I don’t know about you, but for me, I wanted to be in a band from the time that I was an eight year old kid, listening to my favorite bands on the radio. Hearing those bands, my thought was always “how cool must it be to be them and be on the road, playing shows, experiencing new life everyday in another city?” Actually, I’m not sure that my eight year old thoughts were that developed, but that’s where they quickly evolved to.
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The story of Los Angeles band Divine Weeks is far from unique, but during the summer of 1987, they did what every young band strives to achieve. They hit the road in support of an album they had released on Steve Wynn’s label. For 33 days, they brought their music to a multitude of cities and music fans. They dealt with the calamities and mishaps that a young band must face, so many of these situations previously unknown and rarely anticipated.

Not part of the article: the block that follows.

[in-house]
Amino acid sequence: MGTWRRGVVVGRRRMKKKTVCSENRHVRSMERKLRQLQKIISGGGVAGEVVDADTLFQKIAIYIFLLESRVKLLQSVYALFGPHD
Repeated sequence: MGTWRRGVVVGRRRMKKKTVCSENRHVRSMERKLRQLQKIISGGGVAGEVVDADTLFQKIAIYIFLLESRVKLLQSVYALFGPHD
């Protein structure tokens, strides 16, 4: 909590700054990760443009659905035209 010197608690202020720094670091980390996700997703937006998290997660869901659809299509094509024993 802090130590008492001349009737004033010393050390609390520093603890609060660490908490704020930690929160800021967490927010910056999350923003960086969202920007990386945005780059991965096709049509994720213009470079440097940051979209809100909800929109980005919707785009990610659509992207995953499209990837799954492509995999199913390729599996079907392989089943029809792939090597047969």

Ultimately, while it might have been a financial struggle to get there, they did complete the mission to have their music heard outside of Los Angeles and Divine Weeks lead singer Bill See paints a fascinating picture of the band’s travels in 33 Days, which is a must read for all music geeks, band guys, and quite simply, anybody who has ever dreamed of living the dream.
We invited Bill to share his Desert Island Discs with us and he happily obliged with the following choices. Let’s turn things over to Bill…
I would argue a desert island list is the most personal and subjective of musical lists rather than a ”best of” list. For me, these are records that continue to reveal nuances and mysteries on repeated listenings; records that hold up over time. For instance, U2’s Joshua Tree is a brilliant record, but it’s long revealed everything it can to me. Whereas, the Unforgettable Fire is still a strange, murky album from a band on the cusp who decides to step into the gray twilight instead of reach for the light just yet.